There’ll also be strict policies and procedures in place before assisted suicides are approved. “We’ll have two physicians to state that you’re terminally ill, there’ll be a psychiatrist involved, and you’ll have access to palliative medication for a period.”
After the time frame for palliative care and medication has lapsed, patients will be asked again if they want PAS. “I t ’s a process that’s there to safeguard people.”
There’s been criticism from people who believe a change to the law will be an invitation to unscrupulous relatives who’ll urge a dying relative to accelerate their death in order to inherit from their estate. Sue acknowledges it’s a concern. “That’s why the practice will need to be strictly monitored so we don’t fall into that trap.
“There’d be two individual assessments by two separate doctors to say that the person is terminally ill. There’d be a psychiatric assessment to say that the person doesn’t have clinical depression or anything and that they [the patient] do in fact want it.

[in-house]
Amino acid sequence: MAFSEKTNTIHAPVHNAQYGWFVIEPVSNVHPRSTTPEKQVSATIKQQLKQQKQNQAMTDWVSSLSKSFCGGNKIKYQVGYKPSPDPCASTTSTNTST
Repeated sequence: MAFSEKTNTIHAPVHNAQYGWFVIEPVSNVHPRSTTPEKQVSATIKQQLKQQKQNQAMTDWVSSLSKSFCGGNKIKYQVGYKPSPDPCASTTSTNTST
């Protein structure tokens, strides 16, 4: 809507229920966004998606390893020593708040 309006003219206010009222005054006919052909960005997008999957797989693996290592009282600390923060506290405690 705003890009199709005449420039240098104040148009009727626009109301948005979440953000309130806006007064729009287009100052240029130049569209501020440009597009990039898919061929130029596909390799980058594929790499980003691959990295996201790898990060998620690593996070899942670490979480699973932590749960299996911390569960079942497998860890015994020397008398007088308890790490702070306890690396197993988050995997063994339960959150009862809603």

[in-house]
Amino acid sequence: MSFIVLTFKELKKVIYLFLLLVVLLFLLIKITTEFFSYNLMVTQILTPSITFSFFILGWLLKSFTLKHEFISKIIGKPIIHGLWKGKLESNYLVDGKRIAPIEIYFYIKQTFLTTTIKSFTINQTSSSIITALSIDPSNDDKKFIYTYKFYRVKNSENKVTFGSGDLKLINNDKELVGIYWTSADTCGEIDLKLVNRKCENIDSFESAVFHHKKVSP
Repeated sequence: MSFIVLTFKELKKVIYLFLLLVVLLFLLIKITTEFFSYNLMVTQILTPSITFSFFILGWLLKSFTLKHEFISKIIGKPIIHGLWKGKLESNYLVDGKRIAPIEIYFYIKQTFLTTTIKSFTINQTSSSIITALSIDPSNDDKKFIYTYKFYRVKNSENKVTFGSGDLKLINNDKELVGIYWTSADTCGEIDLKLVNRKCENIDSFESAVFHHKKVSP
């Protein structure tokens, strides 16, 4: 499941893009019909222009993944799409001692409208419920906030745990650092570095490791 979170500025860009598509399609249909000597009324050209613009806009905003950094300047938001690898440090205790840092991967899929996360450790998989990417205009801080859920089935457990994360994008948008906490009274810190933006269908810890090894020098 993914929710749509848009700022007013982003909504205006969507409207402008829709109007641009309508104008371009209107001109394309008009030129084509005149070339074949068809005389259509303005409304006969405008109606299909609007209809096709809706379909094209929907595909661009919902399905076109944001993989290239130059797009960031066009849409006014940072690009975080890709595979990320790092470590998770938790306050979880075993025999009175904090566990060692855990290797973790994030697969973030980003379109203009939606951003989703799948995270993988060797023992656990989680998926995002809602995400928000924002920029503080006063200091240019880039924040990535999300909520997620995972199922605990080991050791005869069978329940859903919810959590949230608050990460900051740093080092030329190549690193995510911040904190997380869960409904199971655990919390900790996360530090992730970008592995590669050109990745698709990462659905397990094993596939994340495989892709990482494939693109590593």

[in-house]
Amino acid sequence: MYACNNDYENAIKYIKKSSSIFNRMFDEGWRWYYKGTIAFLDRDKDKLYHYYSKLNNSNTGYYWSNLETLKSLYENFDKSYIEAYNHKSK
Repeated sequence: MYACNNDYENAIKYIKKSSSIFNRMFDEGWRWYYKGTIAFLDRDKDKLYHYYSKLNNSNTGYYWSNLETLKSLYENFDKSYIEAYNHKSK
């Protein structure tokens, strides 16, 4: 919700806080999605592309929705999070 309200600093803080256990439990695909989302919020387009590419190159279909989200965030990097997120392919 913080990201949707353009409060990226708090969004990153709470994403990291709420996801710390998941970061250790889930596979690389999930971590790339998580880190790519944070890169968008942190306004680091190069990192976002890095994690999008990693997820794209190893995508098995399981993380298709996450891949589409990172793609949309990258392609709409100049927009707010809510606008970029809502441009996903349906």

“Then they’d have to wait a period of time, about six weeks or so, and then only after they’ve requested it the second time do you go ahead,” she explains.
Sue’s case has caught the attention of Wits University’s Centre for Applied Legal Studies (Cals), which has joined the proceedings as friends of the court.
According to Sheena Swemmer, who’s representing Cals in the matter, they plan to bring in experts from countries where PAS is legally allowed. “The point is to show different jurisdictions have policies that are tailored for their country and their cultures and this can be done in SA,” Swemmer tells YOU.
The case isn’t only about dying, she adds. “People have the right to various autonomous choices during life and ultimately this should extend to decisions around death.”
Sue hopes the law will be changed in her lifetime. “I know my cancer is coming back. But for now, I’m doing well. I feel like I’ve been given the strength to fight.